In short, the existing legislative toolbox is insufficient to protect the operations of thousands of businesses in the US and around the world, which is why it’s time for a new paradigm for privacy-preserving data sharing based on Privacy-Enhancing Technologies.
The advantages of privacy-enhancing technologies
Compliance costs and legal risks are prompting companies to consider an innovative data sharing method based on PETs: a new genre of technologies which can help them bridge competing privacy frameworks. PETs are a category of technologies that protect data along its lifecycle while maintaining its utility, even for advanced AI and machine learning processes. PETs allow their users to harness the benefits of big data while protecting personally identifiable information (PII) and other sensitive information, thus maintaining stringent privacy standards.
One such PET playing a growing role in privacy-preserving information sharing is Homomorphic Encryption (HE), a technique regarded by many as the holy grail of data protection. HE enables multiple parties to securely collaborate on encrypted data by conducting analysis on data which remains encrypted throughout the process, never exposing personal or confidential information. Through HE, companies can derive the necessary insights from big data while protecting individuals’ personal details – and, crucially, while remaining compliant with privacy legislation because the data is never exposed.
Jim Halpert, a data regulation lawyer who helped draft the CCPA and is Global Co-Chair of the Data Protection, Privacy and Security practice at DLA Piper, views certain solutions based on HE as effective compliance tools.
“Homomorphic Encryption encrypts data elements in such a way that they cannot identify, describe or in any way relate to a person or household. As a result, homomorphically encrypted data cannot be considered ‘personal information’ and is thus exempt from CCPA requirements,” Halpert says. “Companies which encrypt data through HE minimize the risk of legal threats, avoid CCPA obligations, and eliminate the possibility that a third party could mistakenly be exposed to personal data.”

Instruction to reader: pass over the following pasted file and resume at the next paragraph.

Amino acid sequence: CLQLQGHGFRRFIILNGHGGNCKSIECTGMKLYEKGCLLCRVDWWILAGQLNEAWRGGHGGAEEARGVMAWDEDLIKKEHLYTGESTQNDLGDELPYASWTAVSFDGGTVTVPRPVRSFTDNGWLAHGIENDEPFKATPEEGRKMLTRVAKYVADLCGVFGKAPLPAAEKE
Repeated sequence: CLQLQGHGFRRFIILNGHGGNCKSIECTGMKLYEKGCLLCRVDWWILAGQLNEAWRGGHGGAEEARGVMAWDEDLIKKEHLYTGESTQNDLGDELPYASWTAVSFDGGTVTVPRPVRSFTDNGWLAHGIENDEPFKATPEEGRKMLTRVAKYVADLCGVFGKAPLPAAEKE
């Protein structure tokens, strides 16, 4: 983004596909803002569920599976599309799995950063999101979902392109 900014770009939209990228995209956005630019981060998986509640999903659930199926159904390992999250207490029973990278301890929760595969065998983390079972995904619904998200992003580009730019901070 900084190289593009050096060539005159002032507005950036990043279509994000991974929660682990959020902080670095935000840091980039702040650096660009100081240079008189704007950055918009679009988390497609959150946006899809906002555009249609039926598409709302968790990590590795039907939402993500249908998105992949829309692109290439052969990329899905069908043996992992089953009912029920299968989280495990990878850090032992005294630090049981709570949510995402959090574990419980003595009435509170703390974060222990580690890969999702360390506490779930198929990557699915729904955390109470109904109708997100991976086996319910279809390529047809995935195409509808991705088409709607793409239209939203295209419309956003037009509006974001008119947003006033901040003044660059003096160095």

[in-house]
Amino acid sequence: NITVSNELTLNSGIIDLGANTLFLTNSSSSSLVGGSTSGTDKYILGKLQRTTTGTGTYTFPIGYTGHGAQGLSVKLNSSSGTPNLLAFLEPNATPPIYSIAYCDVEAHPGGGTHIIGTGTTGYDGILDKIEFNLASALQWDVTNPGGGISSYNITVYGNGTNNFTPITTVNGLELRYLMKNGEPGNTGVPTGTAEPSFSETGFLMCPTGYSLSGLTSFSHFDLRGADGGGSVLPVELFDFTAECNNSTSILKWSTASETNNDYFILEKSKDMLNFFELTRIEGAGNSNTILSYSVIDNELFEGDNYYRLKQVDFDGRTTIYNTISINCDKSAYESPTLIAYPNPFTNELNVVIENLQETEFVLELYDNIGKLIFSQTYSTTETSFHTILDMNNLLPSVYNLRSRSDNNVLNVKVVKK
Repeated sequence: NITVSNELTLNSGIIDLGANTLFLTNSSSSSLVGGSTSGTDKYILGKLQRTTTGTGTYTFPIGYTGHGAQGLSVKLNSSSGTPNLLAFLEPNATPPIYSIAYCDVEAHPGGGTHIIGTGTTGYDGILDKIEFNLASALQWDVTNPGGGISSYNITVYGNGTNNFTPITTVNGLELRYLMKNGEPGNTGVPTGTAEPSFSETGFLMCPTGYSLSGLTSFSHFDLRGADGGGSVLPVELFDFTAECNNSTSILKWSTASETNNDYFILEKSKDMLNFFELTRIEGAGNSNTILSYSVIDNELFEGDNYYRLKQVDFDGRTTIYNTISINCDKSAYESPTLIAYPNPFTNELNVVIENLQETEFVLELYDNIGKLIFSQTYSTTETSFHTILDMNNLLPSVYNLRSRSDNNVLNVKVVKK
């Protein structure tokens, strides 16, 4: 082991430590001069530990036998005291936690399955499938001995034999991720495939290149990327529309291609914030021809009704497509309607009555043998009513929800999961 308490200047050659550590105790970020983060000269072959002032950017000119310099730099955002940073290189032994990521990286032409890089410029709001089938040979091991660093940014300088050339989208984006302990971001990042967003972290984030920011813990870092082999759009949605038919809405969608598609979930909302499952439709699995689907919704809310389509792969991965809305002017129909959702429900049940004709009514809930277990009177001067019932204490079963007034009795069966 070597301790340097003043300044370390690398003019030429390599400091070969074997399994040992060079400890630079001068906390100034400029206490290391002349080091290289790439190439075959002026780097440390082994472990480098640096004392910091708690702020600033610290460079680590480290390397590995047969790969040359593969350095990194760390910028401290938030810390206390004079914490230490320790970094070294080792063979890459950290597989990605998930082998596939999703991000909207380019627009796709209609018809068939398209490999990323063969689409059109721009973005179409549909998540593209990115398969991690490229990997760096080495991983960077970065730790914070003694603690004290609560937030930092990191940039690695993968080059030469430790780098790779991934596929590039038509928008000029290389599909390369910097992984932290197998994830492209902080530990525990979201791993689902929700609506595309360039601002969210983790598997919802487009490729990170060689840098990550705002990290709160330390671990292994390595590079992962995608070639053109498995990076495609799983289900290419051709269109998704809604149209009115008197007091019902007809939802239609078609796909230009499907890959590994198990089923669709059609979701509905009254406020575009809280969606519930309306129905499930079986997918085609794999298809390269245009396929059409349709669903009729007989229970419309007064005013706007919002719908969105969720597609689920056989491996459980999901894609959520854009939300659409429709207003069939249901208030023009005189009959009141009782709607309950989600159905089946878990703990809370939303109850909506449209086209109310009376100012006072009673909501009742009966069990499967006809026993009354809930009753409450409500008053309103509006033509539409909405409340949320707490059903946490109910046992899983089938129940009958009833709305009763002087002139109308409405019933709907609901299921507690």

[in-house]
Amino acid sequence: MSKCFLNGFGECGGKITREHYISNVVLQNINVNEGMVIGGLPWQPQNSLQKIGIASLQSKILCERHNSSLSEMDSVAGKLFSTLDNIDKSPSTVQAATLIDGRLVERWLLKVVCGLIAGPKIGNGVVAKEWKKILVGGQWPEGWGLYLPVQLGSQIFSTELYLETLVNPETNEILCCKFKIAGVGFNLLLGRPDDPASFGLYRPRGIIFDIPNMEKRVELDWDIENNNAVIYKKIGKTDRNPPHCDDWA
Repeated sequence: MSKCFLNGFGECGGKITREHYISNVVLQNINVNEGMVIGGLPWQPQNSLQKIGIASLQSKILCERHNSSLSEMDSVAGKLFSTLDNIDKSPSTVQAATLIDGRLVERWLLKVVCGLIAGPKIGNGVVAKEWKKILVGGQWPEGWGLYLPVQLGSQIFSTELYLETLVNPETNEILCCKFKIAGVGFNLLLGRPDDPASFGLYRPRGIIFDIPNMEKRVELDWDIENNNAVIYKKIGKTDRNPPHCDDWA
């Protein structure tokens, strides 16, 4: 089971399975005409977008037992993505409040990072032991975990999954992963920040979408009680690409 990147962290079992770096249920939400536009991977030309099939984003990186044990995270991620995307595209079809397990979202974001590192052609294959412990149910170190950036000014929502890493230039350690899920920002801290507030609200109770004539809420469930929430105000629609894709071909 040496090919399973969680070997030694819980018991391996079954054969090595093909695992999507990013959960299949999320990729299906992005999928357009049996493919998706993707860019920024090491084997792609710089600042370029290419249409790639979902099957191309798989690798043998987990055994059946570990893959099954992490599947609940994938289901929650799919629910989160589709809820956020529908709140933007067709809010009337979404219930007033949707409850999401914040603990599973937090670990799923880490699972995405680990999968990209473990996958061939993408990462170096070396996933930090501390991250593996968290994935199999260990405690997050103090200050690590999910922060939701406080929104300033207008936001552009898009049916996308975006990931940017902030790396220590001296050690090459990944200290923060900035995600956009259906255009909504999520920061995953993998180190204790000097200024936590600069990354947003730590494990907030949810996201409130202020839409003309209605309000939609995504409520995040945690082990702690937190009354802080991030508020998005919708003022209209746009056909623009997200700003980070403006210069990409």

The same principle applies to GDPR, which requires any personally identifiable information to be protected.
HE is applicable to any industry and activity which requires sensitive data to be analyzed by third parties; for example, research such as genomic investigations into individuals’ susceptibility to COVID-19 and other health conditions, and secure data analysis in the financial services industry, including financial crime investigations across borders and institutions. In these cases, HE enables users to legally collaborate across different jurisdictions and regulatory frameworks, maximizing data value while minimizing privacy and compliance risk.
PETs will be crucial in allowing data to flow securely even after the Privacy Shield has been lowered. The EU and the US have already entered negotiations aimed at replacing the Privacy Shield, but while a palliative solution might satisfy business interests in the short term, it won’t remedy the underlying problems inherent to competing privacy frameworks. Any replacement would face immediate legal challenges in a potential “Schrems III” case. Tech is in large part responsible for the growing data privacy quandary. The onus, then, is on tech itself to help facilitate the free flow of data without undermining data protection.